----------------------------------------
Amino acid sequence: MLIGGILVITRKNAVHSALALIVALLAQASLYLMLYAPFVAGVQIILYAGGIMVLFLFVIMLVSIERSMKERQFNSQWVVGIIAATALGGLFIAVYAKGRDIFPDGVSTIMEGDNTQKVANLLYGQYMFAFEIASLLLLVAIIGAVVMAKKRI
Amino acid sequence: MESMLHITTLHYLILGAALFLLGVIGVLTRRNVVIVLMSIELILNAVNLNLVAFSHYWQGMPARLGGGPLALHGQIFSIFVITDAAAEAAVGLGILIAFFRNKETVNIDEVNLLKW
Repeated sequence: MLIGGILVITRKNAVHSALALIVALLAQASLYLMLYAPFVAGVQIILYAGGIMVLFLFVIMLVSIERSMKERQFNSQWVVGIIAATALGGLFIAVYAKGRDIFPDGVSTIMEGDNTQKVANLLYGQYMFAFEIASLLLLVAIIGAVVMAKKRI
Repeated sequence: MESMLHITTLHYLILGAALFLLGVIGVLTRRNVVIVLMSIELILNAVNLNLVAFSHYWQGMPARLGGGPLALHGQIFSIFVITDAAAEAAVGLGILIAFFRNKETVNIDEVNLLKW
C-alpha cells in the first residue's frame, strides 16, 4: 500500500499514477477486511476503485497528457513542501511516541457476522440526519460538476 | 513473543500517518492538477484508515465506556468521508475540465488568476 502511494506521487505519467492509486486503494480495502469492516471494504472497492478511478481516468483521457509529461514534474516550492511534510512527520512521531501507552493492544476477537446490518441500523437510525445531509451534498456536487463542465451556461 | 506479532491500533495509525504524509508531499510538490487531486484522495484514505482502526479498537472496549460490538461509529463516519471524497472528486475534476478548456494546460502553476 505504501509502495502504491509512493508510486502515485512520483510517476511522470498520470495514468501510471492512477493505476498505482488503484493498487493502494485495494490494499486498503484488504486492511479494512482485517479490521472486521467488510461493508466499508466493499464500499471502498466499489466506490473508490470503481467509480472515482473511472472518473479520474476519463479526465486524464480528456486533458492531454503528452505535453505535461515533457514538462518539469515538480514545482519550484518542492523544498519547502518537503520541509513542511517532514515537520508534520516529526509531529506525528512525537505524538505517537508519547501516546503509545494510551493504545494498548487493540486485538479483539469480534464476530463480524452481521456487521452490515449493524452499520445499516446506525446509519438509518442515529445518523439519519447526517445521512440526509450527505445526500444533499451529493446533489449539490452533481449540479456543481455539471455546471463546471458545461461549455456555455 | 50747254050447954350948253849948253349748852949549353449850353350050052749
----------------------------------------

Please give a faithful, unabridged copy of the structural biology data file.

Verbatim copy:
Amino acid sequence: MLIGGILVITRKNAVHSALALIVALLAQASLYLMLYAPFVAGVQIILYAGGIMVLFLFVIMLVSIERSMKERQFNSQWVVGIIAATALGGLFIAVYAKGRDIFPDGVSTIMEGDNTQKVANLLYGQYMFAFEIASLLLLVAIIGAVVMAKKRI
Amino acid sequence: MESMLHITTLHYLILGAALFLLGVIGVLTRRNVVIVLMSIELILNAVNLNLVAFSHYWQGMPARLGGGPLALHGQIFSIFVITDAAAEAAVGLGILIAFFRNKETVNIDEVNLLKW
Repeated sequence: MLIGGILVITRKNAVHSALALIVALLAQASLYLMLYAPFVAGVQIILYAGGIMVLFLFVIMLVSIERSMKERQFNSQWVVGIIAATALGGLFIAVYAKGRDIFPDGVSTIMEGDNTQKVANLLYGQYMFAFEIASLLLLVAIIGAVVMAKKRI
Repeated sequence: MESMLHITTLHYLILGAALFLLGVIGVLTRRNVVIVLMSIELILNAVNLNLVAFSHYWQGMPARLGGGPLALHGQIFSIFVITDAAAEAAVGLGILIAFFRNKETVNIDEVNLLKW
C-alpha cells in the first residue's frame, strides 16, 4: 500500500499514477477486511476503485497528457513542501511516541457476522440526519460538476 | 513473543500517518492538477484508515465506556468521508475540465488568476 502511494506521487505519467492509486486503494480495502469492516471494504472497492478511478481516468483521457509529461514534474516550492511534510512527520512521531501507552493492544476477537446490518441500523437510525445531509451534498456536487463542465451556461 | 506479532491500533495509525504524509508531499510538490487531486484522495484514505482502526479498537472496549460490538461509529463516519471524497472528486475534476478548456494546460502553476 505504501509502495502504491509512493508510486502515485512520483510517476511522470498520470495514468501510471492512477493505476498505482488503484493498487493502494485495494490494499486498503484488504486492511479494512482485517479490521472486521467488510461493508466499508466493499464500499471502498466499489466506490473508490470503481467509480472515482473511472472518473479520474476519463479526465486524464480528456486533458492531454503528452505535453505535461515533457514538462518539469515538480514545482519550484518542492523544498519547502518537503520541509513542511517532514515537520508534520516529526509531529506525528512525537505524538505517537508519547501516546503509545494510551493504545494498548487493540486485538479483539469480534464476530463480524452481521456487521452490515449493524452499520445499516446506525446509519438509518442515529445518523439519519447526517445521512440526509450527505445526500444533499451529493446533489449539490452533481449540479456543481455539471455546471463546471458545461461549455456555455 | 50747254050447954350948253849948253349748852949549353449850353350050052749